The US Customs and Border Protection agency (CBP) ruled MSeafood Corporation, an affiliate of Vietnamese shrimp producer and exporter Minh Phu Seafood, avoided duties by trans-shipping Indian-origin frozen shrimp, claimed to be from Vietnam.

Consignments skirted around antidumping duties on Indian frozen warmwater shrimp.

An investigation began last year following a complaint submitted to CBP in July by the Ad Hoc Shrimp Trade Enforcement Committee (AHSTEC), a group composed of the Southern Shrimp Alliance, the Texas Shrimp Association, the North Carolina Fisheries Association, the Georgia Shrimp Association, the South Carolina Shrimp Association, and various other industry members.

CBP highlighted the imposition of interim measures, meaning that any outstanding unsold MSeafood shrimp import would be adjusted “to reflect that they are subject to the [antidumping duty] order on frozen shrimp from India,” and to indicate that cash deposits will be owed.

CBP also stipulated that all shrimp imported by MSeafood from that point forward be subject to a cash deposit rate of 10.17 percent.

As part of the probe, CBP ruled Minh Phu Seafood was unable to provide bills of lading proving that shrimp exported to the US was not of Indian origin, allowing it to mix the product in with Vietnamese imports, Minh Phu CEO Le Van Quang, told IntraFish.

Although Minh Phu Seafood and MSeafood claimed that all Indian shrimp it processes in Vietnam has been sold to markets other than the United States, CBP concluded evidence indicated shrimp from both origins was inter-mixed and that Minh Phu’s internal production system did not permit reliable tracing of Indian shrimp from purchase to its final sale. CBP further noted that Minh Phu had intermixed products of different origins in the past.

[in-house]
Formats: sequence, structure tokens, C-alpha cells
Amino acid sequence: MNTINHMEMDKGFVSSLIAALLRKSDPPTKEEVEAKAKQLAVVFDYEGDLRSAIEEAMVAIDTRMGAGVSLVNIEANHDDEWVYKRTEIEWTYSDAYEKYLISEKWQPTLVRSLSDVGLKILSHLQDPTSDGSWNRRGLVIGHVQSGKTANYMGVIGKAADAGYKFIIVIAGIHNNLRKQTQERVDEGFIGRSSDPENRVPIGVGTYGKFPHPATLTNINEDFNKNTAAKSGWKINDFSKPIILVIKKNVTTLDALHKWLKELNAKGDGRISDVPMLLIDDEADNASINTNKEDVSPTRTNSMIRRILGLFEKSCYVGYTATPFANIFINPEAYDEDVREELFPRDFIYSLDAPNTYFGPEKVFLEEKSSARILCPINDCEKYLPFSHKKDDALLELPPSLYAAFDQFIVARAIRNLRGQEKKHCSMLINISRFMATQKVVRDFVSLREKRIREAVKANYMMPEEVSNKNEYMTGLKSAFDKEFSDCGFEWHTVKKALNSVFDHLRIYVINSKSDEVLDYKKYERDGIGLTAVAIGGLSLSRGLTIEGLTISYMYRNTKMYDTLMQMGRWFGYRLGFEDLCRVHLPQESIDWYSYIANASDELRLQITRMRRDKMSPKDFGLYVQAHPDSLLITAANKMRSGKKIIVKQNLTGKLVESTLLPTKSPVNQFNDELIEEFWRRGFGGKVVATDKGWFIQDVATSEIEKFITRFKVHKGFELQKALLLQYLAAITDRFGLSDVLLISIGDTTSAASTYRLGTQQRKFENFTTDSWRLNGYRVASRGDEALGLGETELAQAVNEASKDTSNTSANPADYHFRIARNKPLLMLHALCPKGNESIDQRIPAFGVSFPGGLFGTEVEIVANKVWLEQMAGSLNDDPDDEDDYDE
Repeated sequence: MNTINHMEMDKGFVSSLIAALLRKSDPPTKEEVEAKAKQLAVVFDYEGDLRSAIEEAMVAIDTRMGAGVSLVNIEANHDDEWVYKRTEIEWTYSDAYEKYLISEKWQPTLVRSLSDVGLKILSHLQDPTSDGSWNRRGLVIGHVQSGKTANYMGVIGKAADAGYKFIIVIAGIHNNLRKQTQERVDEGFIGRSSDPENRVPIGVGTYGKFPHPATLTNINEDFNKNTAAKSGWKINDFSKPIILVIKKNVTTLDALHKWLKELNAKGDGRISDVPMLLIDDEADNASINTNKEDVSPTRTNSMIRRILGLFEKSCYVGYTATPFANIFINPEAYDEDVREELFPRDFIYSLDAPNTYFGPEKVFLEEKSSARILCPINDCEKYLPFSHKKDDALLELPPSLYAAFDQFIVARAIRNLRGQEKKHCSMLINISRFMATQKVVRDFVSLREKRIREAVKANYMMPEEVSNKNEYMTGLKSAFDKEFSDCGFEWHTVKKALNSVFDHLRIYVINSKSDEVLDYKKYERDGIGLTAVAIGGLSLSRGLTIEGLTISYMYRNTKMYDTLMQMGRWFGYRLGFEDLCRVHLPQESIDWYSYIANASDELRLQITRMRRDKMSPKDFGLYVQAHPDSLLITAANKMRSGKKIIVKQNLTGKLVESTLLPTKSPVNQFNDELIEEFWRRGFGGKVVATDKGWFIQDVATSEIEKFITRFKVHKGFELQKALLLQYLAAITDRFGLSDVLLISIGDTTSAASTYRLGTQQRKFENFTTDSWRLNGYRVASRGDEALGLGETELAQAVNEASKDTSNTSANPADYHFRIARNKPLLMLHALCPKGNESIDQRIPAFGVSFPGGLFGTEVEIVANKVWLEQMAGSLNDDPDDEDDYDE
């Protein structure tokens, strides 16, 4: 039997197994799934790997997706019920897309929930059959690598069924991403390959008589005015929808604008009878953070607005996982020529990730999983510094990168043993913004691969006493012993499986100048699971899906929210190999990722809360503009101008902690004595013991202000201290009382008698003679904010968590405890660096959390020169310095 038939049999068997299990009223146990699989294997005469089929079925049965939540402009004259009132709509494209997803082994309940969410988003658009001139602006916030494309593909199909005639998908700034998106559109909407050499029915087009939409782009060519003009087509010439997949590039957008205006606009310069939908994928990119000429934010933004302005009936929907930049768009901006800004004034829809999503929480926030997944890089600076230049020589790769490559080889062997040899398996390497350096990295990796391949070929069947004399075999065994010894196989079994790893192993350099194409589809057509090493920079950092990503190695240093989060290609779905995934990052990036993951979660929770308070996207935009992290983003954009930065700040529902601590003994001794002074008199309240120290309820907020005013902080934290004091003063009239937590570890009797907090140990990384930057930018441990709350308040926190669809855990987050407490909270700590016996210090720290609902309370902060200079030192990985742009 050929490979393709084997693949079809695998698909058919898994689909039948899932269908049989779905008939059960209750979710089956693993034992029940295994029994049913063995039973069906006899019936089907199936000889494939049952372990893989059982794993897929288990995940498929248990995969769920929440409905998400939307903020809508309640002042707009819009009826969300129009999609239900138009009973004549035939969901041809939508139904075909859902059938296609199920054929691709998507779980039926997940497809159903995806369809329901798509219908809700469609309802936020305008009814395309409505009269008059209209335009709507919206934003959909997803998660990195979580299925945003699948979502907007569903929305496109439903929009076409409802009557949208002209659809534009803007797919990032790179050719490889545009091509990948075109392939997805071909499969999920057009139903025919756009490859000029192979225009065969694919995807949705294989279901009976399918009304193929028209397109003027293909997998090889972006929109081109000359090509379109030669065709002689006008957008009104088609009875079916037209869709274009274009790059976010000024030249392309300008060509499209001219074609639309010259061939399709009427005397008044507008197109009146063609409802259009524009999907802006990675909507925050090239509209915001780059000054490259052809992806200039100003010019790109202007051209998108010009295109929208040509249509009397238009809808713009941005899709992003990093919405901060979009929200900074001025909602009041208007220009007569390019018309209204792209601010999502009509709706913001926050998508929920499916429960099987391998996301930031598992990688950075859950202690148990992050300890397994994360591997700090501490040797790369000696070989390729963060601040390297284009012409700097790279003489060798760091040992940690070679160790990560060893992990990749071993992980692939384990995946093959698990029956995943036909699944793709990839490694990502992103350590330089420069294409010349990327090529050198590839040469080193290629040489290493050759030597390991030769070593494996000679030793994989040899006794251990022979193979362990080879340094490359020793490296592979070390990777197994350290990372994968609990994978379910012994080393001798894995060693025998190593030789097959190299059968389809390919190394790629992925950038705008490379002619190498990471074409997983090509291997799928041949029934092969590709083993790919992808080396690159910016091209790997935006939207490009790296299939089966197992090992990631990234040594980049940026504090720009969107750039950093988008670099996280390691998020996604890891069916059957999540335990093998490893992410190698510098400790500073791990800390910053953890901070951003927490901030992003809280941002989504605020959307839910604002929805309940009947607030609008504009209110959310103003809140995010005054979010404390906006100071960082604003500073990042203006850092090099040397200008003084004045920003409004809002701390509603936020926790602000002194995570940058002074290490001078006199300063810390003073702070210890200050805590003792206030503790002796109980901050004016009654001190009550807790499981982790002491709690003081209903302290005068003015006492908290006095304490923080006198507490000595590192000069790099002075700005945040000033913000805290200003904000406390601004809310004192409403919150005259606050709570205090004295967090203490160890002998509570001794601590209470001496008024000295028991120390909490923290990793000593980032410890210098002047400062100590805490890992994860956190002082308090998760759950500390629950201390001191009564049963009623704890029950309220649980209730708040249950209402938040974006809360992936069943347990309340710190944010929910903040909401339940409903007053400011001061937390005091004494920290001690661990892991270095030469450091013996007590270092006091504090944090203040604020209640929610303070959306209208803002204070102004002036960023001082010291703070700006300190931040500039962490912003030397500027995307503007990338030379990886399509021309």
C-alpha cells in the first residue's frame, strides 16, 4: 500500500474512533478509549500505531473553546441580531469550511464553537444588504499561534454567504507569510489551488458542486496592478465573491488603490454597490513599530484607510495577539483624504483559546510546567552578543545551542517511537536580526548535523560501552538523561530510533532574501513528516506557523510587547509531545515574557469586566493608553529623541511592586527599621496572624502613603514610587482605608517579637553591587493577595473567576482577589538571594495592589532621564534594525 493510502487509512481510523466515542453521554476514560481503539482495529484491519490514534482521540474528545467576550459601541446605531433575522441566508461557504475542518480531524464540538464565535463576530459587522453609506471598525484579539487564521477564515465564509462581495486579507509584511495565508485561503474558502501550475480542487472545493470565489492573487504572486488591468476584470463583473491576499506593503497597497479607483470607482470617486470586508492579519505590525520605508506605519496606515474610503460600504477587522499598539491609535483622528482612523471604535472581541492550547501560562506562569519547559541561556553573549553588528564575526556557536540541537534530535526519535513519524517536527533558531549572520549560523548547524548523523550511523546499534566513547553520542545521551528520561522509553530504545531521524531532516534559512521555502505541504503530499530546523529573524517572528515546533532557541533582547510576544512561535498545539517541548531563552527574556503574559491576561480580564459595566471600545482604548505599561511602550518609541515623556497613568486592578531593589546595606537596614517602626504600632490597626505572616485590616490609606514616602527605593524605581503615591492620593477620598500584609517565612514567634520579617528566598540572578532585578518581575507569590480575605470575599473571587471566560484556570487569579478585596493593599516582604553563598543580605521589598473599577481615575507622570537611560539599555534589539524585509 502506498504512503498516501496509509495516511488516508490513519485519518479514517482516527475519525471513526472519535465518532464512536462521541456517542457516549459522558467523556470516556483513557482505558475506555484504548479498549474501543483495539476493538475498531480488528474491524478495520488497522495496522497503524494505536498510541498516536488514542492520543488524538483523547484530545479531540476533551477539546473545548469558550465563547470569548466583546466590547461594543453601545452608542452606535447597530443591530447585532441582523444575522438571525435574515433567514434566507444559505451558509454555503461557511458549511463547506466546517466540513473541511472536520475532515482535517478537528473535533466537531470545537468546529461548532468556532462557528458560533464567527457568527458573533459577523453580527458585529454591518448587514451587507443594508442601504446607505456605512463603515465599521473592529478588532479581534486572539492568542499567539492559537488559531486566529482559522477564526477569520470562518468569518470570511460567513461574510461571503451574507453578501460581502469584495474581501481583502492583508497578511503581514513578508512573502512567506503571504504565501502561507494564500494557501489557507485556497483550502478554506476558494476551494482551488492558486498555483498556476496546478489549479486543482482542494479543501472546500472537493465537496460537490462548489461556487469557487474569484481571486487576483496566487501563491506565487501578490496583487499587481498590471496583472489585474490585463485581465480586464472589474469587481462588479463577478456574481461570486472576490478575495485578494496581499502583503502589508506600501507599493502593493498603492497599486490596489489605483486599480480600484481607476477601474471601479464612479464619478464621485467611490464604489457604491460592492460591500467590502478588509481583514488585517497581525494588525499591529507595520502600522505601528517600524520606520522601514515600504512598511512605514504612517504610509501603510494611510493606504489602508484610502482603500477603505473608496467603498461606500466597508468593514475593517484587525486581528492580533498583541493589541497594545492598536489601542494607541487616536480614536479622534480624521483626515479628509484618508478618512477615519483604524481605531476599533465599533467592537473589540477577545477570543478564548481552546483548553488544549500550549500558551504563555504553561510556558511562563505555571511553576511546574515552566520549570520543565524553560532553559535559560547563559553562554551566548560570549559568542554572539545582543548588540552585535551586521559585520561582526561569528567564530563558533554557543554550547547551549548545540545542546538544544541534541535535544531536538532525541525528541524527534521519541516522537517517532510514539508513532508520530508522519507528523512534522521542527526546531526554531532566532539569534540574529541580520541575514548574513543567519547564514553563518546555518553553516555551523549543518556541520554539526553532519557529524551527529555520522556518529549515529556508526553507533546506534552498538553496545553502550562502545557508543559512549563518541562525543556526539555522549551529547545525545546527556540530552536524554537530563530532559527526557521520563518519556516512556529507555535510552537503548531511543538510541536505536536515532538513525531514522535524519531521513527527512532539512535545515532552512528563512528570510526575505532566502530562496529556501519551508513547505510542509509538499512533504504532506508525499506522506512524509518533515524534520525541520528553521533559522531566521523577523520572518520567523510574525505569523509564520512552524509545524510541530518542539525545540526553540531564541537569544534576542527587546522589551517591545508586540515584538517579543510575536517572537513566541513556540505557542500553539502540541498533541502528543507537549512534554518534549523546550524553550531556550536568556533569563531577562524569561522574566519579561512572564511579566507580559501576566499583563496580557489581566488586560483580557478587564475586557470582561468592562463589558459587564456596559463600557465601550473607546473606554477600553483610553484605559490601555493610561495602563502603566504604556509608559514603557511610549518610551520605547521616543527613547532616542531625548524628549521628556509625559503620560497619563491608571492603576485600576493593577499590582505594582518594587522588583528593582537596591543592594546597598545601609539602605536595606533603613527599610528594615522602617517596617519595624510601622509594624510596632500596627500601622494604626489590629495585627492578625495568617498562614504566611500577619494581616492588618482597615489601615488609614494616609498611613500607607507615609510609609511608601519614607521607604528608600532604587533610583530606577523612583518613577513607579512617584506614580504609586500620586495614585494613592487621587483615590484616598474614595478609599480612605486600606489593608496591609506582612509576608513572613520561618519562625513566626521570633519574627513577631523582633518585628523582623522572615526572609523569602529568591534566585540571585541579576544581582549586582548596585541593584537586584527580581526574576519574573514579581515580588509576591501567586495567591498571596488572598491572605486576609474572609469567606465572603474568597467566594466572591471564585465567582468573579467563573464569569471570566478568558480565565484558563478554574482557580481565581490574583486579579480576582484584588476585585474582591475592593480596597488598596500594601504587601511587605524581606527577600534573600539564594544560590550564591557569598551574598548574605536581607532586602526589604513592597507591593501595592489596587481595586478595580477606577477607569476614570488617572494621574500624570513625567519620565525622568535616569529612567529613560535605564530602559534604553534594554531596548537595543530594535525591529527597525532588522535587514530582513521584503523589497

As a result of the ruling, CBP will continue to treat MSeafood’s shrimp imports as subject to the antidumping duty order on Indian shrimp and will assess duties when instructed to do so by the US Department of Commerce.

MSeafood can seek an administrative review of the agency’s determination under the US Enforce and Protect Act (EAPA) and ultimately file a law suit at the US Court of International Trade to object the CPB ruling.

Quang told IntraFish the CBP ruling came as "a bad surprise," claiming Minh Phu has fully cooperated with the CBP and provided what it describes as "sufficient evidence" to show that, apart from just 30 kilos of product, it has not exported Indian shrimp to the United States.

Quang added the company provided records showing segregation of imported frozen shrimp from local materials and tracing of imported materials to export products.

"Minh Phu believes that it is not fair for the CBP to make such findings only based on its outdated records -- more than five years old -- of commingling raw and frozen shrimp," said Quang, adding that CPB's requirement that MPG has to trace every single piece of imported shrimp from each bill of lading to specific shipments of exported shrimp was "not reasonable." "However, Minh Phu still believes in the US legal system and justice and it will appeal this decision," he said.